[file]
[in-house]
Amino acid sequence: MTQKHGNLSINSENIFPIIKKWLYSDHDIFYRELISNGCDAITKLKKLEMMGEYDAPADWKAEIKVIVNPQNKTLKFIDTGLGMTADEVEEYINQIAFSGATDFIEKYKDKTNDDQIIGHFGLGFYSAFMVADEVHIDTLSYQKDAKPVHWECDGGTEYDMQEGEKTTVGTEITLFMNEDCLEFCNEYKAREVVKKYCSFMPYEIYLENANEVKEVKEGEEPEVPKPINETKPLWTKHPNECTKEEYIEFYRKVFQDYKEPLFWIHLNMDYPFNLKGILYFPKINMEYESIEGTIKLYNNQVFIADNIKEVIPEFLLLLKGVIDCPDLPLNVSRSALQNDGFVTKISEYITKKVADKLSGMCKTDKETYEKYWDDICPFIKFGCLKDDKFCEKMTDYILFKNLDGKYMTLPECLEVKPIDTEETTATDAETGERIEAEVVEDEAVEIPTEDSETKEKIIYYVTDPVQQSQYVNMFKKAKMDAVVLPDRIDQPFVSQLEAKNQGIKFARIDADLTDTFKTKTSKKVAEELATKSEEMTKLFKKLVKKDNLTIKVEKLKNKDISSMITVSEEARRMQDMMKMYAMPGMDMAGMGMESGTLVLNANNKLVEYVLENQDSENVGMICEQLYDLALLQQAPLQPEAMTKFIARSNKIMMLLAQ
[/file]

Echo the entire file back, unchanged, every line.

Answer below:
[in-house]
Amino acid sequence: MTQKHGNLSINSENIFPIIKKWLYSDHDIFYRELISNGCDAITKLKKLEMMGEYDAPADWKAEIKVIVNPQNKTLKFIDTGLGMTADEVEEYINQIAFSGATDFIEKYKDKTNDDQIIGHFGLGFYSAFMVADEVHIDTLSYQKDAKPVHWECDGGTEYDMQEGEKTTVGTEITLFMNEDCLEFCNEYKAREVVKKYCSFMPYEIYLENANEVKEVKEGEEPEVPKPINETKPLWTKHPNECTKEEYIEFYRKVFQDYKEPLFWIHLNMDYPFNLKGILYFPKINMEYESIEGTIKLYNNQVFIADNIKEVIPEFLLLLKGVIDCPDLPLNVSRSALQNDGFVTKISEYITKKVADKLSGMCKTDKETYEKYWDDICPFIKFGCLKDDKFCEKMTDYILFKNLDGKYMTLPECLEVKPIDTEETTATDAETGERIEAEVVEDEAVEIPTEDSETKEKIIYYVTDPVQQSQYVNMFKKAKMDAVVLPDRIDQPFVSQLEAKNQGIKFARIDADLTDTFKTKTSKKVAEELATKSEEMTKLFKKLVKKDNLTIKVEKLKNKDISSMITVSEEARRMQDMMKMYAMPGMDMAGMGMESGTLVLNANNKLVEYVLENQDSENVGMICEQLYDLALLQQAPLQPEAMTKFIARSNKIMMLLAQ